Molecular & Cell Biology & Genetics Program – MS/PhD. This interdisciplinary graduate program offers both MS and PhD degrees, focusing on the study of the structure, function and makeup of biologically important molecules within the context of living cells. Curriculum and research activities are tailored to students’ needs and interests in biomedical problems that cross disciplinary boundaries.

Program faculty are at the forefront of new advances in the biomedical sciences and new developments in techniques for understanding the genetic and molecular basis of developmental pathways and disease states such as cancer, aging, AIDS, malaria and neurological disorders. This intensive and research-oriented program provides students with opportunities to perform cutting-edge biomedical research employing multidisciplinary strategies.

$1 Million Curriculum Development Grant. The College of Medicine’s Department of Microbiology & Immunology and Drexel’s School of Biomedical Engineering, Science and Health Systems secured a joint department grant for almost $1 million dollars from Bristol Myers Squibb. The award, Curriculum Development for Cell & Gene Therapy Technology, Engineering, Analytics, Manufacturing & Science (CGT-TEAMS), is being used to support cell and gene therapy curriculum, co-ops, research, outreach and other related endeavors at Drexel.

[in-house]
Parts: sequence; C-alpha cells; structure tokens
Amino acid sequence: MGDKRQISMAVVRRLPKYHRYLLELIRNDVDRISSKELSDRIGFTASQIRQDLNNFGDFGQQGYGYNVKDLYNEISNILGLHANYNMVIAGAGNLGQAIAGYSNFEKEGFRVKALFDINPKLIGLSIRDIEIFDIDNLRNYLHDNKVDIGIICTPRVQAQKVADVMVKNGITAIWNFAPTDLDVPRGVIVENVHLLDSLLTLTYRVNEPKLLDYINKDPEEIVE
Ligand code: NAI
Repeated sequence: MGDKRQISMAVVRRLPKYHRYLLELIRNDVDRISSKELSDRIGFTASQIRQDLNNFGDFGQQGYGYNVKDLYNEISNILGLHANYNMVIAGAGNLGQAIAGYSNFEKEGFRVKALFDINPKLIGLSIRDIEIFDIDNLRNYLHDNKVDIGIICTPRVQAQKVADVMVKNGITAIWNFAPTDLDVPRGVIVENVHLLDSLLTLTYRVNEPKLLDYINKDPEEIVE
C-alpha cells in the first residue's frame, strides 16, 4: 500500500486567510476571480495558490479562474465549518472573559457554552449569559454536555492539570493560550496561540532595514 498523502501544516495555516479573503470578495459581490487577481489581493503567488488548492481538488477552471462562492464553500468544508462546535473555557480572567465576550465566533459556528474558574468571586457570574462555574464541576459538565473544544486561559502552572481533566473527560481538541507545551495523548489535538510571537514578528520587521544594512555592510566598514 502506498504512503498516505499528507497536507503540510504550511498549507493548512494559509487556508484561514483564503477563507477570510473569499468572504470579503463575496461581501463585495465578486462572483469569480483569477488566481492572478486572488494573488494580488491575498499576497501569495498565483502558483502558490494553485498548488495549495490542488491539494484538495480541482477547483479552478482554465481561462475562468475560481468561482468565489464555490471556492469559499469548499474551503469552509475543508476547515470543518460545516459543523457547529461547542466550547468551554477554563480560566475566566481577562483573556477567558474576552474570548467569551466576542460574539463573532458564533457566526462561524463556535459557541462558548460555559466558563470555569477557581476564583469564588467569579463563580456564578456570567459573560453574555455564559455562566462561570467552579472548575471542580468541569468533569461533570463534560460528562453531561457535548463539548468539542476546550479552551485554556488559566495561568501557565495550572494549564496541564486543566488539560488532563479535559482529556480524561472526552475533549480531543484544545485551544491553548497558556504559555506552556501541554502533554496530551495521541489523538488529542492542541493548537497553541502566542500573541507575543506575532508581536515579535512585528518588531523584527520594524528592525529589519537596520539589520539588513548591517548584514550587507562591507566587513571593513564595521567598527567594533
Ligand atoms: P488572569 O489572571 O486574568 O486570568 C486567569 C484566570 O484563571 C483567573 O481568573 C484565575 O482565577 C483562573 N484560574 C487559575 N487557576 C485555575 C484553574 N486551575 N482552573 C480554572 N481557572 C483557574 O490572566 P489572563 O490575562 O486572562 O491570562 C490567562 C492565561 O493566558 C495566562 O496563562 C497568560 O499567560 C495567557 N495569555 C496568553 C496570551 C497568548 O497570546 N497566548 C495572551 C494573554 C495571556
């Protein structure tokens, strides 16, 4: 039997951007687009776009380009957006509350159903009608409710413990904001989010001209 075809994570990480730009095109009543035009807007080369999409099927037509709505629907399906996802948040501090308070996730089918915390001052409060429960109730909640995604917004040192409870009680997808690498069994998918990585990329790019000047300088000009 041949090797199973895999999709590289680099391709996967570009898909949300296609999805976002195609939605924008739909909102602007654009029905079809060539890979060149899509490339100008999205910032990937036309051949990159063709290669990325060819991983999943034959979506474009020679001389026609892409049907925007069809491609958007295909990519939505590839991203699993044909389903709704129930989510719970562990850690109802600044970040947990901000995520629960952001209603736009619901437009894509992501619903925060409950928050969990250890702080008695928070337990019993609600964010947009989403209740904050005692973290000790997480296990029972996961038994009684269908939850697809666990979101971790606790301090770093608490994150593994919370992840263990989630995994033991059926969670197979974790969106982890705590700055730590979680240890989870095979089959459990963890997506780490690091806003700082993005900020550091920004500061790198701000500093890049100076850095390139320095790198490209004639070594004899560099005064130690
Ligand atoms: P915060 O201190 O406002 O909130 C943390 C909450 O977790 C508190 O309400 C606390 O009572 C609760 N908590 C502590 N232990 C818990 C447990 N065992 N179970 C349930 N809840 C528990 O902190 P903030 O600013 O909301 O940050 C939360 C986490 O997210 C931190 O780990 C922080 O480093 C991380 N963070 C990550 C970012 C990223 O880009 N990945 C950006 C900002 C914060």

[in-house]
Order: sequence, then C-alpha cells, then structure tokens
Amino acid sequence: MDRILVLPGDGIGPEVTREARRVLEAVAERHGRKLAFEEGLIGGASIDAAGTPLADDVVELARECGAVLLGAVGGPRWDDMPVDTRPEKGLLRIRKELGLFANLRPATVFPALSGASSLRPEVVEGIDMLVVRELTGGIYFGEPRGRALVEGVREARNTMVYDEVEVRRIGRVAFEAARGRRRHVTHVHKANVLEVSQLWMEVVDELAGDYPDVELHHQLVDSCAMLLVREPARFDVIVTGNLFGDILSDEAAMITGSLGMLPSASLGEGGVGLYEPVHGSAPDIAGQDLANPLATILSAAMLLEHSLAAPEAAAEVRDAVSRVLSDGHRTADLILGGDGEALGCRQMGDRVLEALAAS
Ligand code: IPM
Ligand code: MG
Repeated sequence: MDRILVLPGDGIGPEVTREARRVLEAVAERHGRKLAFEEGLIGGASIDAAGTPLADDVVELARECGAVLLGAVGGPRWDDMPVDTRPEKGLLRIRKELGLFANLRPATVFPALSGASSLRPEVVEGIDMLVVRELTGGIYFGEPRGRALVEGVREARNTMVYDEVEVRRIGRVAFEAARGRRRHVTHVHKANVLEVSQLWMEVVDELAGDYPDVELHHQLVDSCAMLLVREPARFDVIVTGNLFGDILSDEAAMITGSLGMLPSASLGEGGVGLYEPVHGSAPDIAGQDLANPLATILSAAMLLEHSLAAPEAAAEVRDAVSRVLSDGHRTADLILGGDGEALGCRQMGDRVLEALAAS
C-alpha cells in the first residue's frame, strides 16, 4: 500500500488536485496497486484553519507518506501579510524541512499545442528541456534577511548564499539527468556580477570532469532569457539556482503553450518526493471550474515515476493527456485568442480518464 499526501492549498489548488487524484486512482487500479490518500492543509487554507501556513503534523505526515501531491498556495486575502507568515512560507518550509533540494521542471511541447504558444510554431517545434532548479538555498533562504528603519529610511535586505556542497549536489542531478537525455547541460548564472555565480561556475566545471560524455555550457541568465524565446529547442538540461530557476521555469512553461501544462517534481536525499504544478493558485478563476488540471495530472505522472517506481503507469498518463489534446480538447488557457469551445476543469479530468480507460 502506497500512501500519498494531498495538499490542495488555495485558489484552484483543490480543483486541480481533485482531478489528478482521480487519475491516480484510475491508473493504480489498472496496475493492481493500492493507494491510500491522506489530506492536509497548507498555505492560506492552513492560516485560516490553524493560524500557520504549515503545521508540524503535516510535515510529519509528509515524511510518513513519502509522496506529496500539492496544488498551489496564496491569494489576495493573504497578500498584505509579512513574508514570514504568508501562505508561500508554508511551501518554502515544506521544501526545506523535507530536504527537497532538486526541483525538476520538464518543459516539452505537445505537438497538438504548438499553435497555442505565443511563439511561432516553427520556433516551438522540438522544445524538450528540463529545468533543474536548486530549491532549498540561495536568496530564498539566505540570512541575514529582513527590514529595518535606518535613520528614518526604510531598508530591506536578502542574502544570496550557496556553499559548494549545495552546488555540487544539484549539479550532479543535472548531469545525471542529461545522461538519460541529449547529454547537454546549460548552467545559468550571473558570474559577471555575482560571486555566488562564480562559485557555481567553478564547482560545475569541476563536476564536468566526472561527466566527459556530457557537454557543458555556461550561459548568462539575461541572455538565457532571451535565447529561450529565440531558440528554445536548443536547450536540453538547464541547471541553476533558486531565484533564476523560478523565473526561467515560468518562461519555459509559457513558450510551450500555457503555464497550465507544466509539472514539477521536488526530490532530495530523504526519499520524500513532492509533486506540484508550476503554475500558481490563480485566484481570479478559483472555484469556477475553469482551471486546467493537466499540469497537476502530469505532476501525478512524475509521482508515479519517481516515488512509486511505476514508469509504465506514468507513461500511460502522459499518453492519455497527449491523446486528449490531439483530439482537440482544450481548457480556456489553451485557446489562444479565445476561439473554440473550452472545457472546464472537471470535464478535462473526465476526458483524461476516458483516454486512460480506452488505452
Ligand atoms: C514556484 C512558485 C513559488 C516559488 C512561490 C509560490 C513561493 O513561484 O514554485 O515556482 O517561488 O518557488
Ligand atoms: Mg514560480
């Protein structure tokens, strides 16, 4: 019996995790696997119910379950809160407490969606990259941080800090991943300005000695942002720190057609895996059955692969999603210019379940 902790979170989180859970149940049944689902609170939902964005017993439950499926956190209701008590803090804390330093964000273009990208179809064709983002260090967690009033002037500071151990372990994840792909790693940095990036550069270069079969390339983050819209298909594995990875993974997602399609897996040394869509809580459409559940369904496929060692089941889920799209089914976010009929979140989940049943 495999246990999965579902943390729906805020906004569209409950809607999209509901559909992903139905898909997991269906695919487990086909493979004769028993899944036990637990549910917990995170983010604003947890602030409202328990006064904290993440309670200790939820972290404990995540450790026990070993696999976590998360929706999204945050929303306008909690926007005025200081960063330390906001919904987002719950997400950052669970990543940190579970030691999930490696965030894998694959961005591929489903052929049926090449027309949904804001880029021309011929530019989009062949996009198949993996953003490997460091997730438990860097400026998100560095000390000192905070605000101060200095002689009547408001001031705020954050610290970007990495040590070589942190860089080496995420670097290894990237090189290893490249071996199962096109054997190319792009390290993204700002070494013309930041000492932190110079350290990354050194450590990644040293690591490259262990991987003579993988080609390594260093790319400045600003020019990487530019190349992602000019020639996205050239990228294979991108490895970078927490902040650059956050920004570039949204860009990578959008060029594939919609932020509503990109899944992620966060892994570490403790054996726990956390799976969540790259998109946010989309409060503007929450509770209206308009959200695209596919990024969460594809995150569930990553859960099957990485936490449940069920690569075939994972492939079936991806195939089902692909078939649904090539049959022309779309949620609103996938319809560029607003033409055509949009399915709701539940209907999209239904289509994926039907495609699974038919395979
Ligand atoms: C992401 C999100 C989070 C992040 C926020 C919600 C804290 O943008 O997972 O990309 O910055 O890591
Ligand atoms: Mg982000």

Drexel’s Cell and Gene Therapy Institute. The University’s Cell and Gene Therapy Executing Team, which was run by the Drexel Solutions Institute and reported to President Fry, was charged with creating a blueprint for a university-wide Cell and Gene Therapy Institute, as well as an assessment and evaluation of CGT current and future initiatives, including potential custom training, courses, degrees and enhanced partnerships.


Speakers at the May 2023 symposium demonstrated the wide-ranging cell and gene therapy research being conducted at Drexel.


Wendy Clemens Trigona, PhD, MS
Vice President, Bristol Myers Squibb

Kara Spiller, PhD
School of Biomedical Engineering, Science and Health Systems
Immune cell therapy for regenerative medicine

Shaoping Hou, MD
Department of Neurobiology & Anatomy, College of Medicine
Rebuilding supraspinal regulation of sympathetic input to improve cardio-electric disorders after spinal cord injury

Yinghui Zhong, PhD
School of Biomedical Engineering, Science and Health Systems
Biomaterial-enabled cell therapy for neuronal repair

Christopher Rodell, PhD
School of Biomedical Engineering, Science and Health Systems
Biomaterials for cell therapy

Masoud Soroush, PhD
Department of Chemical and Biological Engineering, College of Engineering
mRNA vaccine manufacturing


Federico Mingozzi, PhD
Chief Science and Technology Officer, Spark Therapeutics

Liang Oscar Qiang, MD, PhD
Department of Neurobiology & Anatomy, College of Medicine
Anti-sense oligonucleotides for neurodegenerative disease

Emanuela Piermarini, PhD
Department of Neurobiology & Anatomy, College of Medicine
Gene therapy for neurodegenerative disease

William Dampier, PhD
Department of Microbiology & Immunology, College of Medicine
Gene editing to cure HIV

Catherine von Reyn, PhD
School of Biomedical Engineering, Science and Health Systems
Optogenetic control of neurons

Wei-Heng Shih, PhD
Department of Materials Science and Engineering, College of Engineering
RNA/DNA-based biosensors

Michele Kutzler, PhD
Departments of Medicine and Microbiology & Immunology, College of Medicine
DNA vaccines for infectious disease